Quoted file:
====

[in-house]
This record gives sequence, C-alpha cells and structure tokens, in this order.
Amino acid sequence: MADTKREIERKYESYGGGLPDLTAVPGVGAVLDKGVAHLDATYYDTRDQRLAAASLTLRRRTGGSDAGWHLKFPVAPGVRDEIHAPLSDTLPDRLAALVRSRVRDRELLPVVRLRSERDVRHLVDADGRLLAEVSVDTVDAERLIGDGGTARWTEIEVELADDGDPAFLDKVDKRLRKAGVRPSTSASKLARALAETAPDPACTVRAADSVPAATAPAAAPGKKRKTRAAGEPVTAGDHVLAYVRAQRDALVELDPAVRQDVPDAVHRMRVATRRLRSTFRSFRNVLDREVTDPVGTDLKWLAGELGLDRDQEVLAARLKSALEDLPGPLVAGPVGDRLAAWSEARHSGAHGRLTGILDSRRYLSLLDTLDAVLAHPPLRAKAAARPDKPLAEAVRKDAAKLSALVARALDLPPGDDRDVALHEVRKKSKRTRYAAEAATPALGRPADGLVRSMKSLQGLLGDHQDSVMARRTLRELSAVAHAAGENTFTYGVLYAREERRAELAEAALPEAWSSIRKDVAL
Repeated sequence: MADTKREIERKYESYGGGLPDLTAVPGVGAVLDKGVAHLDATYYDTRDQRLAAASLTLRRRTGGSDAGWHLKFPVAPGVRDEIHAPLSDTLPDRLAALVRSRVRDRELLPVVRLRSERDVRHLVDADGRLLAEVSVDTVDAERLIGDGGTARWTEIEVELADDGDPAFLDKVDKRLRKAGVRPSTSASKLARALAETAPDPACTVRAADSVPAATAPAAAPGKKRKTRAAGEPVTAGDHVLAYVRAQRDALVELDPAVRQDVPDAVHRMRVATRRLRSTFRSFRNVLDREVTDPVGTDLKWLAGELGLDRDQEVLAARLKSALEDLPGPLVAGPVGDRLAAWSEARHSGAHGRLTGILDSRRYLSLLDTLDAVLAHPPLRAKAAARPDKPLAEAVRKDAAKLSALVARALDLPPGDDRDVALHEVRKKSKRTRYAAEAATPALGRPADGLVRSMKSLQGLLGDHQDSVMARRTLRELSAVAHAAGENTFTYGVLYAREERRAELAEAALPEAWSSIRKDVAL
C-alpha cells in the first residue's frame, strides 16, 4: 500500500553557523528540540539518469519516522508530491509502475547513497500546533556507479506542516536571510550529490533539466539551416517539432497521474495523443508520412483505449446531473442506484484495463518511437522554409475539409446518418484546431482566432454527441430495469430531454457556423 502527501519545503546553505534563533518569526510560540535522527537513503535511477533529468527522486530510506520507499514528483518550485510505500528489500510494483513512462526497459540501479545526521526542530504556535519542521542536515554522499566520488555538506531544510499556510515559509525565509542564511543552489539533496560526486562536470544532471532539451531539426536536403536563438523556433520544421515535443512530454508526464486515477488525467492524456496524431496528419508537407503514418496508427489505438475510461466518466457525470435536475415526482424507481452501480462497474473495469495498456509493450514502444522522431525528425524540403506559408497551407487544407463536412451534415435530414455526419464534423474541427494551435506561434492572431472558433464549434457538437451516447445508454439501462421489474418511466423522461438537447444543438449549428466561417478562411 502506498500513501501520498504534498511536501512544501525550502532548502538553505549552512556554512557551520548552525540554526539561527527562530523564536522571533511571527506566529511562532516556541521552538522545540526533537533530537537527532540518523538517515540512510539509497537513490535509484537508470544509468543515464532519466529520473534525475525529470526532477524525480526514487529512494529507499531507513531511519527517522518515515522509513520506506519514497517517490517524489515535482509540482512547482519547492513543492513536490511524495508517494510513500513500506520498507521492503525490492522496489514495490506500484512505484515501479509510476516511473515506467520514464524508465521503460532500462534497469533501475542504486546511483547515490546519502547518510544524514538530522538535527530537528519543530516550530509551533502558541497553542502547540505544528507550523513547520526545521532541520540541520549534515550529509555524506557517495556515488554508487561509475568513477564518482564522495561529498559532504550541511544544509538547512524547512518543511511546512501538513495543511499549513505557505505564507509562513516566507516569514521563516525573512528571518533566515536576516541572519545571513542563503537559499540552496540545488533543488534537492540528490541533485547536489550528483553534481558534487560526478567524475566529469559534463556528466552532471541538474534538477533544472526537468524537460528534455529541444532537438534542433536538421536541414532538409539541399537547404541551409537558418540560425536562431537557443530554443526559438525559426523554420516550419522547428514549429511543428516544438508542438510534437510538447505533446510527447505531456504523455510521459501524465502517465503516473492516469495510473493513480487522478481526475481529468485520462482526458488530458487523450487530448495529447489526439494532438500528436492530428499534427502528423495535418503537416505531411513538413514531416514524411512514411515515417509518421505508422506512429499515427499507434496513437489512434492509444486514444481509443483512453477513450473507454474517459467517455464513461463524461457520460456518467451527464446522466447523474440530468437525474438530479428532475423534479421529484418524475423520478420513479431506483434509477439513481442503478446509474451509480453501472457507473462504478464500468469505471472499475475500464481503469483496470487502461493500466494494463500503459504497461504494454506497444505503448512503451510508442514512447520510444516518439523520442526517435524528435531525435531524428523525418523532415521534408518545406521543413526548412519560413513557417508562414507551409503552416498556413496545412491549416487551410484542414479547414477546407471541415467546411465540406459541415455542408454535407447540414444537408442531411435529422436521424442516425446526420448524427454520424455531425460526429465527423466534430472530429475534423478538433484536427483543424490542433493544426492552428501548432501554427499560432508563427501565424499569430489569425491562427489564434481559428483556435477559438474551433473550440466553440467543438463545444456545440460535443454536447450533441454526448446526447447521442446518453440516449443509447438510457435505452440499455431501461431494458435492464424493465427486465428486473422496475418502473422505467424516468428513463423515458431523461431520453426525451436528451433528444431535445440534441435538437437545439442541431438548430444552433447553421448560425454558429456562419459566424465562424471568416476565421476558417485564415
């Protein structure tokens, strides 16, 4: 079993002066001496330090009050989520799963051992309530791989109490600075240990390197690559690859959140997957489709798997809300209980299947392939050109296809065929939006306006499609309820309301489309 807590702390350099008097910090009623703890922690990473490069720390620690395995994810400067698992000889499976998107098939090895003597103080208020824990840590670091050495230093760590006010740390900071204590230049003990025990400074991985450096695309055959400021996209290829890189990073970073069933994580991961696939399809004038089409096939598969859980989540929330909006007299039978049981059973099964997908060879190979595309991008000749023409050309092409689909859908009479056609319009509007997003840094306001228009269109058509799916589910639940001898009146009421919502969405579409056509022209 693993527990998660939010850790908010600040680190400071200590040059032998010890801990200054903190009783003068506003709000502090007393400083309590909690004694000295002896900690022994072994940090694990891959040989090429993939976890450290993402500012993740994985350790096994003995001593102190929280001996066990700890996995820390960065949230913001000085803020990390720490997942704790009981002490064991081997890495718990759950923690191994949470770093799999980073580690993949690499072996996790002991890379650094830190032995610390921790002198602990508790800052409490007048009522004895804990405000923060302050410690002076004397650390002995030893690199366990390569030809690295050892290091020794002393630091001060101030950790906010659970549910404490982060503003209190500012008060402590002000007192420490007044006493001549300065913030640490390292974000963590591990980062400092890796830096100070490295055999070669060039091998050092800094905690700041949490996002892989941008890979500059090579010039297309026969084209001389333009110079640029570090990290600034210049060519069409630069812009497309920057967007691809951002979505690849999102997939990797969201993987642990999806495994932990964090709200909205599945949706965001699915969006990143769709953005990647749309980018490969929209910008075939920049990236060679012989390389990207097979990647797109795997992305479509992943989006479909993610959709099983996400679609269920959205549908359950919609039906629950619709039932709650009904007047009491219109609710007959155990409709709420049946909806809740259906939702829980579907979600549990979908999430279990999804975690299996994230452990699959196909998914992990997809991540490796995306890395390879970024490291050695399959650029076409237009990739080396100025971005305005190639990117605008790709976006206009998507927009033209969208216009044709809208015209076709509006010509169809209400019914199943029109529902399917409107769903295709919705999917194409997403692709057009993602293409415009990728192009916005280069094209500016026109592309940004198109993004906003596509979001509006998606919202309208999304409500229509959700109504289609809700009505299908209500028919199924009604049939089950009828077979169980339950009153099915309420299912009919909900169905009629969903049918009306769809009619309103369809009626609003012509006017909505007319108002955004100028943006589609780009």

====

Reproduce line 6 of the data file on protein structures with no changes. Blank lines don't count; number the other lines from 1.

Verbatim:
């Protein structure tokens, strides 16, 4: 079993002066001496330090009050989520799963051992309530791989109490600075240990390197690559690859959140997957489709798997809300209980299947392939050109296809065929939006306006499609309820309301489309 807590702390350099008097910090009623703890922690990473490069720390620690395995994810400067698992000889499976998107098939090895003597103080208020824990840590670091050495230093760590006010740390900071204590230049003990025990400074991985450096695309055959400021996209290829890189990073970073069933994580991961696939399809004038089409096939598969859980989540929330909006007299039978049981059973099964997908060879190979595309991008000749023409050309092409689909859908009479056609319009509007997003840094306001228009269109058509799916589910639940001898009146009421919502969405579409056509022209 693993527990998660939010850790908010600040680190400071200590040059032998010890801990200054903190009783003068506003709000502090007393400083309590909690004694000295002896900690022994072994940090694990891959040989090429993939976890450290993402500012993740994985350790096994003995001593102190929280001996066990700890996995820390960065949230913001000085803020990390720490997942704790009981002490064991081997890495718990759950923690191994949470770093799999980073580690993949690499072996996790002991890379650094830190032995610390921790002198602990508790800052409490007048009522004895804990405000923060302050410690002076004397650390002995030893690199366990390569030809690295050892290091020794002393630091001060101030950790906010659970549910404490982060503003209190500012008060402590002000007192420490007044006493001549300065913030640490390292974000963590591990980062400092890796830096100070490295055999070669060039091998050092800094905690700041949490996002892989941008890979500059090579010039297309026969084209001389333009110079640029570090990290600034210049060519069409630069812009497309920057967007691809951002979505690849999102997939990797969201993987642990999806495994932990964090709200909205599945949706965001699915969006990143769709953005990647749309980018490969929209910008075939920049990236060679012989390389990207097979990647797109795997992305479509992943989006479909993610959709099983996400679609269920959205549908359950919609039906629950619709039932709650009904007047009491219109609710007959155990409709709420049946909806809740259906939702829980579907979600549990979908999430279990999804975690299996994230452990699959196909998914992990997809991540490796995306890395390879970024490291050695399959650029076409237009990739080396100025971005305005190639990117605008790709976006206009998507927009033209969208216009044709809208015209076709509006010509169809209400019914199943029109529902399917409107769903295709919705999917194409997403692709057009993602293409415009990728192009916005280069094209500016026109592309940004198109993004906003596509979001509006998606919202309208999304409500229509959700109504289609809700009505299908209500028919199924009604049939089950009828077979169980339950009153099915309420299912009919909900169905009629969903049918009306769809009619309103369809009626609003012509006017909505007319108002955004100028943006589609780009």